Success Is Peace Of Mind

John Wooden, the late famous college basketball coach, talked about success being the peace of mind that comes from the satisfaction of knowing that we did our best to be our best, under the circumstances. Looking back at previous mistakes, we can ask ourselves if we were doing our best. The answer will always be “yes”, because we know in our heart that if we could have done better, we would have. Mistakes are a necessary part of growth because they teach us what not to do.

It helps to remember that we are actually where we are because of decisions we made. We came to this point as a result of doing what we wanted to do. Why should we let a little normal anxiety or tension get in the way? We are learning to harness the energy and turn it around for a positive outcome.

Don’t Be Fooled By Randomness

People often tend to ascribe their failure or success to their own efforts more than reality warrants. There is always a randomness factor, and even if we do all the right things, we can fail. Conversely, even if we don’t do the right things, we can have success. The ancient wisdom texts of the Upanishads tell us that we do not control the results of our actions. All we can control is our thoughts, feelings, and actions.

Lastly, never forget that your self-worth is not attached to your achievements, or lack thereof. Failing at something does not make you a bad person, and success doesn’t guarantee you anything, either. Use the techniques I’ve outlined to combat your performance anxiety next time you are facing a difficult or demanding task.

Tom Stein is a visionary musical entrepreneur, music producer, artist development consultant, arranger, and performer on electric bass, voice and guitar. He teaches at Berklee College of Music in Boston and is the founder of Music Connectivity, a cultural diplomacy firm. www.tomstein.com

For more information on the 12th Annual IAMA (International Acoustic Music Awards), please go to: http://www.inacoustic.com


Top 7 Essentials For Setting Up a Home Recording Studio


Top 7 Essentials For Setting Up a Home Recording Studio

by Jessica Brandon & Jake Weston

How to set up a Home Recording Studio on a budget

How to set up a Home Recording Studio on a budget

Are you a musician looking to record at home on a budget? You will need recording equipment. What type of music gear you will need to get started will vary based on the type of recording you plan to do from home. For example, if you only plan to record demos and rough tracks, you will need less equipment than if you were trying to record radio ready tracks. Another thought is how much you plan to record at one time, one or two tracks and adding vocals in layers requires less equipment than if you plan to do more than two tracks or recording a full band.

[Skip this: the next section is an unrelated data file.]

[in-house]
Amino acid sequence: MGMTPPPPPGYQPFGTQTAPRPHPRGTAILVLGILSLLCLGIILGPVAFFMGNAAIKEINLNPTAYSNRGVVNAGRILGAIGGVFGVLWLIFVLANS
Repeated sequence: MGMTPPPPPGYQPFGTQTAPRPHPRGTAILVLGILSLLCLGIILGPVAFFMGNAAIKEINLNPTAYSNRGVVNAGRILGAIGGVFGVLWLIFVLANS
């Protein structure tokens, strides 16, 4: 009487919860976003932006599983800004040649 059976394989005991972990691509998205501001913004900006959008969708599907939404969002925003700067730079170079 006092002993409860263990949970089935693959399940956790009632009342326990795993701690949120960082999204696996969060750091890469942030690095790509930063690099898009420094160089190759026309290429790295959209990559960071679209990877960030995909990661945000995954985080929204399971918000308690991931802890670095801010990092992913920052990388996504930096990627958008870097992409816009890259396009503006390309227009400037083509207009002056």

1. Computer

The computer is the biggest expenditure by far and most important thing you will need. If you are a Mac user, and you are on a budget, go with a Mac Mini or Macbook Pro. If you are a PC user and you are on a budget, go with an HP computer.

  1. DAW/Audio Interface Combination

The DAW (Digital Audio Workstation) is the software used to record, edit, and mix music on your computer. The Audio Interface is the hardware used to connect your computer with the rest of your music gear. Presonus Studio One is a entry-level budget recommended gear. Other budget conscious interface include: Avid Fast Track or Focusrite Scarlett 2i2 (around $200).

Most computers nowadays come with some basic form of recording software, but that isn’t going to be quite enough for those wishing to make some money from recording. Rather than spending money on professional recording software many professionals use Audacity, which is available to download for free. Audacity has an amazing array of features and capabilities for the price, which, as I mentioned in case you missed it, is FREE. I would also suggest adding a program called Reaper for $60 (unless and until you start making 10-20 thousand clams a year using it. Then you are asked to spring for the commercial license for $220).